How was your Christmas?! Let me guess – it went by entirely too fast and now you’re in tears because you actually have to get out of your pajamas, take a shower and mosey on back to work. I’ve never understood why a two week Christmas vacation stops once you’re past the college years. I think every work environment would be a more efficient place to be if we all got a significant period of time off – you’re more inspired, more motivated and a heck of a lot less likely to waste precious daylight hours cruising the internet after a nice long period of relaxation.
Anyhoo, my Christmas was just lovely. It was different this year, very quiet and low-key, which was a nice change from what it usually looks like. Of course, as all holidays go, I pretty much ate my face off and instantaneously gained the five pounds I slowly lost over the last three months. You’d think three dinners out over a period of four days would leave me grasping for healthier, more balanced meals, but nope. Even though I consumed 52,365 calories this past week, come Sunday I was still in the mood for something decadent. Plus, it’s still the holidays for another week, right?
I pretty much covered all of the food groups over the course of my gluttonous path, but the one food group I neglected to show love to was pasta – my one true food love.
What makes this creamy sauce really delicious is the addition of two whole roasted heads of garlic – which is one of my favorite ways to pack a ton of flavor into creamy sauces and soups. While the garlic is being roasted, I brown up a half a pound of baby portabellas (also known as cremini mushrooms) and sliced onions in a little bit of butter until the mushrooms are super caramelized and brown. A little trick I learned from Rachel Ray is to hold off seasoning them until AFTER they’ve browned, otherwise, they will just absorb the salt and take longer to brown.
Once the garlic is roasted, it’s squeezed out of all the tiny little compartments and crevices and whisked into the warm half and half. The half and half is then transferred to the pan with the mushrooms, onions and pulled chicken (I roasted mine in the oven, but you can just use a store-bought rotisserie chicken) and simmered for a bit until it’s slightly thickened. Mild, but flavorful fontina cheese is whisked in and then everything is tossed with aldente rigatoni and more fontina cheese. Couldn’t be easier!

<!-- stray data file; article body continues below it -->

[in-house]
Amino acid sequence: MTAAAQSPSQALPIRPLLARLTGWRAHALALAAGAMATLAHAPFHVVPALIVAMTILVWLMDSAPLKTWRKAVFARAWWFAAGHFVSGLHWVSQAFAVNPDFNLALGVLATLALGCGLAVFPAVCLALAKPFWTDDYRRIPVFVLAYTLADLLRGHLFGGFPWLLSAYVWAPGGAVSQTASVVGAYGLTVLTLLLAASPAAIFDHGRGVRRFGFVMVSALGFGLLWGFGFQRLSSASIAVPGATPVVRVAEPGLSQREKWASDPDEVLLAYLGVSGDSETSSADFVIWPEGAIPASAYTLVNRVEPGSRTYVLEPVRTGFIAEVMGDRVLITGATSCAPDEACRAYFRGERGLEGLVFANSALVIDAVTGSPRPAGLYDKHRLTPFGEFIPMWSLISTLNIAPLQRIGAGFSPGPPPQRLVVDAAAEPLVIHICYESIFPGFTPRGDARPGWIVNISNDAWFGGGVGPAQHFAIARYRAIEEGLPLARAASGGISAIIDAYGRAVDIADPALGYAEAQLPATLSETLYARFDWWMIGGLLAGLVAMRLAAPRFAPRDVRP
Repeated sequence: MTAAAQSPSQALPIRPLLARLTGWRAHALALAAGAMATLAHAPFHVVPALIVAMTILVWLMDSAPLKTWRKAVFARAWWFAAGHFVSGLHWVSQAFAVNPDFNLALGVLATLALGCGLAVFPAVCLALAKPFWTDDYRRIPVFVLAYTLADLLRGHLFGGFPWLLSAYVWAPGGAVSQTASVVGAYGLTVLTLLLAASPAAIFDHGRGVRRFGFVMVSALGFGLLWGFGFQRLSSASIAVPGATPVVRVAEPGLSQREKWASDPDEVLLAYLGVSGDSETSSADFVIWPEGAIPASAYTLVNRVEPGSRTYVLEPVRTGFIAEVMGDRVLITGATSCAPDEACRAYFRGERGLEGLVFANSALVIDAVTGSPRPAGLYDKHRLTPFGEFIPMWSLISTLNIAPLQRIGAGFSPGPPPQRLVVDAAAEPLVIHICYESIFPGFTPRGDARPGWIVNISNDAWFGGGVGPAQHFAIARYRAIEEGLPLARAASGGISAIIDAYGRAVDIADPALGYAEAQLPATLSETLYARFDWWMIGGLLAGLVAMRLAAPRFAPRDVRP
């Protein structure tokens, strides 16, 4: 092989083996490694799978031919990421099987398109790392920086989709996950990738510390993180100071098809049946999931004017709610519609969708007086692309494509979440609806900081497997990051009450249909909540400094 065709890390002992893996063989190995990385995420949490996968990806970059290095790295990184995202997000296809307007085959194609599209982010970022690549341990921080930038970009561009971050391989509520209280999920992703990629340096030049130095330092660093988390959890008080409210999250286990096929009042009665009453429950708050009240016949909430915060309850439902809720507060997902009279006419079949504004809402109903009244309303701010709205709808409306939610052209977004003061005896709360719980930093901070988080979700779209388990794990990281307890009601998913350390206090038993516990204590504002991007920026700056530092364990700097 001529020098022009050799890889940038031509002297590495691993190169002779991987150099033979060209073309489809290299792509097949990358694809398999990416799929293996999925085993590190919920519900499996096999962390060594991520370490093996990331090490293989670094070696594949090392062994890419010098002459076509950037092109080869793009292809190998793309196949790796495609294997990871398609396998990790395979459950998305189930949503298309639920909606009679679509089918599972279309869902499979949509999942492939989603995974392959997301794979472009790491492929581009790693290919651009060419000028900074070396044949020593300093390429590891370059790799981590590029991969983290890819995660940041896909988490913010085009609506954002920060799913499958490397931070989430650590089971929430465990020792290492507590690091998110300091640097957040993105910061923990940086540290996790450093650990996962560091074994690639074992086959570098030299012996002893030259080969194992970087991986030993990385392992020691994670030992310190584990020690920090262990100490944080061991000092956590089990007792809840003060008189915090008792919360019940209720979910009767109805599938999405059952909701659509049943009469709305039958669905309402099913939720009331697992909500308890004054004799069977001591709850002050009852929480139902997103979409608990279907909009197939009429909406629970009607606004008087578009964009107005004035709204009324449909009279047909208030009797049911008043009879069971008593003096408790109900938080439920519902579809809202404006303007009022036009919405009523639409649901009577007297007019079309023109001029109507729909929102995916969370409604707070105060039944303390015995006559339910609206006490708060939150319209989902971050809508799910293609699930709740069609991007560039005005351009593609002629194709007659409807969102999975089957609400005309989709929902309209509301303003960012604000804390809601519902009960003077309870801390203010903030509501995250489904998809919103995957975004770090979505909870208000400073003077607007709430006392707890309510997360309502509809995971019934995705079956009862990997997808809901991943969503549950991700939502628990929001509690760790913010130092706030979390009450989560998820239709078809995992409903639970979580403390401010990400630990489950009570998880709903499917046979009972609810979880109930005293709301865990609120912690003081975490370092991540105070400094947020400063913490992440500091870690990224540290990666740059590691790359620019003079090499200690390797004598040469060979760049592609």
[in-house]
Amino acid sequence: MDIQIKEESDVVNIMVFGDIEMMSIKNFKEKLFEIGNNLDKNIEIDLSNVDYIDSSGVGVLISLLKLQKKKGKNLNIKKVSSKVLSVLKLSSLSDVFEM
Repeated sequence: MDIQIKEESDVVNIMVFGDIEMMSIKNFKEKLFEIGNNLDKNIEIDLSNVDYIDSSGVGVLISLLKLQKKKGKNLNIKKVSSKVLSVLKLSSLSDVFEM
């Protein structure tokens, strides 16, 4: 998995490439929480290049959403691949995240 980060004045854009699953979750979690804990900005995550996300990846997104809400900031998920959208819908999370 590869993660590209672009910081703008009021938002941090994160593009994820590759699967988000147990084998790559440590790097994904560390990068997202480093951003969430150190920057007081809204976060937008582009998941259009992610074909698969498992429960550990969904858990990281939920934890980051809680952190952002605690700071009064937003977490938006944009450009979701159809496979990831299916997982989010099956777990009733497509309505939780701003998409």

What I really adore about this pasta dish, is it’s ridiculously easy, but it’s seriously elegant and perfect for a special occasion – New Year’s Eve perhaps??
- 2 heads of garlic
- 14 ounces rigatoni
- 1 tablespoon butter
- 8 ounces portabella mushrooms, sliced
- ½ medium onion, sliced thin
- 2 cooked chicken breasts, shredded
- 1 pint heavy cream or half and half
- ½ teaspoon salt
- 2 cups fontina cheese
- Preheat oven to 375 degrees.Slice off the top of each garlic head to expose some of the raw garlic. . Drizzle with a touch of olive oil. Season with salt and pepper. Place on a large piece of foil and bring seams together so no air can escape. Place on a small baking sheet and roast until tender, about 35 minutes.
- Once garlic is roasted, pour cream or half and half into a measuring cup or small bowl. Squeeze the roasted garlic into the cream and whisk until combined.
- Bring a large pot of water to a rolling boil, season with plenty of salt, the water should taste like as salty as sea water. Cook rigatoni just shy of aldente. Reserve some cooking liquid.
- In a large skillet, melt butter over a medium high heat. Add sliced mushrooms and onion. Cook until browned, about 5-7 minutes. Season with salt and pepper.
- Add chicken, roasted garlic cream and salt. Simmer 1-2 minutes until slightly thickened, if using half and half, be careful to not boil the liquid or it will curdle. Whisk in half of the fontina cheese until melted.
- Add the aldente pasta, toss until coated in the cream. Add the remaining cheese and toss until combined and cheese is melted. If needed, using the reserved cooking liquid to loosen up the sauce. (I did not need to do this.)
- Season to taste with salt and pepper.